Insurers may view any association with marijuana as an indication of a “risky lifestyle,” not unlike skydiving or race car driving, said Loretta Worters, a spokeswoman for the Insurance Information Institute, which is funded by insurance companies to ...and more »
A few weeks ago, Derek Peterson got a letter from Mutual of Omaha, turning him down for life insurance.
â€œOur decision was based on,â€ the letter said, then trailed off (Monty Python-style) and picked up in all caps:
WE HAVE DISCONTINUED THE PROCESSING OF YOUR APPLICATION FOR INSURANCE DUE TO COMPANY POLICY. WE CANNOT ACCEPT PREMIUM FROM INDIVIDUALS OR ENTITIES WHO ARE ASSOCIATED WITH THE MARIJUANA INDUSTRY.
Peterson is indeed associated with the marijuana industry. He is the chief executive officer of Terra Tech, a publicly traded potÂ company based in Irvine, Calif.
But what he had applied for was a personal policy, to be paid for with his own money, to protect his family in the event of his death.
â€œThatâ€™s what was insane to me,â€ said Peterson, who is now shopping at other insurers. â€œThat just felt really discriminatory and purposeful.â€
A spokesman for Mutual of Omaha declined to comment on the denial, saying the insurerâ€™s underwriting guidelines are proprietary.
The legalization of marijuana is creating headaches not just for new marijuana businesses such as Terra Techâ€”which already have serious trouble paying taxes and getting bank accountsâ€”but also for peopleÂ who work in the booming industry, as well as for those who donâ€™t. Even in states like Colorado that have legalized recreational pot, employees can be fired for using the drug on their own time. Landlords arenâ€™t sure how to handle pot-smoking tenants. So insurers and other financial services companies are mostly ad-libbing.
Race Car Driving
Insurers may view any association with marijuana as an indication of a â€œrisky lifestyle,â€ not unlike skydiving or race car driving, said Loretta Worters, a spokeswoman for the Insurance Information Institute, which is funded by insurance companies to provide informationÂ aboutÂ the industry.
â€œThe problem from a life insurance underwriterâ€™s point of view is that, unlike tobacco, there isnâ€™t a lot of data available to assess the risks of coverage for marijuana users,â€ Worters said. While some insurers will automatically deny coverage to marijuana users, others will simply charge them a higher premium, as they would a smoker, she said, while still others â€œtolerate an occasional userâ€ without imposing any premium penalty.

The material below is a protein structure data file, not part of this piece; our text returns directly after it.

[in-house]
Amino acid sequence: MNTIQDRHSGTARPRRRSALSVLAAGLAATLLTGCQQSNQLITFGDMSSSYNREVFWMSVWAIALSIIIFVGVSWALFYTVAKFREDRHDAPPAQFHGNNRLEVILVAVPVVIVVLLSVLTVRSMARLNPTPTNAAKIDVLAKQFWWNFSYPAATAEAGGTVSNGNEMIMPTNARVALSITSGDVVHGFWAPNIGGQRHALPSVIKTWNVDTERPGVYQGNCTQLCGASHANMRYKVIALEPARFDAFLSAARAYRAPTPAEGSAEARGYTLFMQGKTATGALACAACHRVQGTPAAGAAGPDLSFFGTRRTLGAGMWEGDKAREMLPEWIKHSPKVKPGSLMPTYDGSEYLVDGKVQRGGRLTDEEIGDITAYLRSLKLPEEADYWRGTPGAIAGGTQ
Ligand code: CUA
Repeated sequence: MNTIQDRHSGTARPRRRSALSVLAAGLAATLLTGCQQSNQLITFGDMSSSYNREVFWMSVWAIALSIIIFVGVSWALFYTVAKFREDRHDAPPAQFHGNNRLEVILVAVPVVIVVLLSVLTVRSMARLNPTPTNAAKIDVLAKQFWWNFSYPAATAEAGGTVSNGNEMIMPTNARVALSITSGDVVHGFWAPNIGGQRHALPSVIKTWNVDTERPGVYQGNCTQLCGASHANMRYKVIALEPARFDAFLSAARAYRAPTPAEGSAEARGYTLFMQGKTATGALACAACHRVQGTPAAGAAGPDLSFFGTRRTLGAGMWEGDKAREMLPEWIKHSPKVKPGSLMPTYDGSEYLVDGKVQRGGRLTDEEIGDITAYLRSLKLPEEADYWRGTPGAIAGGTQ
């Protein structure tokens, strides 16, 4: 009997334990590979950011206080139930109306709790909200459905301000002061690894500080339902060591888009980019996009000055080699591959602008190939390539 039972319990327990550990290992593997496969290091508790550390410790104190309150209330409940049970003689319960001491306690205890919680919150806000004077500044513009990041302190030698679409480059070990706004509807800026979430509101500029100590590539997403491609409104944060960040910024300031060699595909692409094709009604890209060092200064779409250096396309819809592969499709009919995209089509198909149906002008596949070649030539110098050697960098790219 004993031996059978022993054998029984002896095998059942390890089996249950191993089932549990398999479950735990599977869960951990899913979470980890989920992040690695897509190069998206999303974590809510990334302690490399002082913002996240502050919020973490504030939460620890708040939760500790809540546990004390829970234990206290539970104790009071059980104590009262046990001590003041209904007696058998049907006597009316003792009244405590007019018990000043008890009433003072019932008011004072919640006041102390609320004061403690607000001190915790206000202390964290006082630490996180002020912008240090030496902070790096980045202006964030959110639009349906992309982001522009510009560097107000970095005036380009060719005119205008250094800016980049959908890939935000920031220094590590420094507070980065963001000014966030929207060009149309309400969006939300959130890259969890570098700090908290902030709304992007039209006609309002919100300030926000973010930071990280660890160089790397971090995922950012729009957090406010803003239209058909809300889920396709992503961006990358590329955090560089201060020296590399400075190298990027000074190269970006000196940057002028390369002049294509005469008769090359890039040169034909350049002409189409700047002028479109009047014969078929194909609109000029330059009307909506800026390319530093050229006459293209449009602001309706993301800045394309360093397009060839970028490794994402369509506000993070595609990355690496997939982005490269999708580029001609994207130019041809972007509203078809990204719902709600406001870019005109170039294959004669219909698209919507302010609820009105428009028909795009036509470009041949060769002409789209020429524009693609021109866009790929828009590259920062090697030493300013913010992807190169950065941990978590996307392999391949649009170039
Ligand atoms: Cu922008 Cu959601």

Beyond the health concerns, thereâ€™s still the question ofÂ marijuanaâ€™s legality. The federal government, together with states, regulates banks, insurance companies, and other financial companies, and still classifies marijuanaÂ as a dangerous drug.
As a result, â€œalmost anything that has to do with financial services can be an issue,â€ said Taylor West of the National Cannabis Industry Association, a nonprofit group that advocates for marijuana businesses. Marijuana dispensaries and other businesses have the hardest time getting bank accounts, West said, but individuals can run into trouble, too. Banks have closed the accounts of potÂ entrepreneurs and employees, who can also have problems getting mortgages, she said.
Retirement plan providers and payroll companies can be leery of customers associated with marijuana. Westâ€™s group went through a number ofÂ 401(k) providers before finding one that was willing to takeÂ its employeesâ€™ retirement savings. Firms were scared off by the word â€œcannabisâ€ in the groupâ€™s name, West said, even though the organization does public advocacy, not pot cultivation or sales.
While health insurance companies operate very differently from life insurers, they can also be reluctant to deal with marijuana businesses. Employees at a Terra Tech subsidiary in California are going without health benefits because, Peterson said, heÂ hasnâ€™t yetÂ found an insurerÂ willing to take them as clients.
Peterson is never sure what kind of reaction to expect from a financial or insurance company. A salesperson might be enthusiastic to sign up Terra Tech as a new customer, but isnâ€™t clear how much his or her bosses know or whether the firmâ€™s compliance department would object, he said.
â€œAre we getting the full buy-in from management? If weâ€™re not, thatâ€™s a risk,â€ Peterson said. â€œItâ€™s a precarious situation to be in.â€
Marijuana users might find it easier than employees or entrepreneurs, like Peterson, to hide their hobby from insurers. But Worters, of the Insurance Information Institute, warns of the risks. Lying on an insurance application, or in an insurance medical exam, is fraud. And, she noted, if you die and the insurance company later discovers youâ€™ve been dishonest, it could reduce or cancel theÂ death benefit.
Copyright 2016 Bloomberg.
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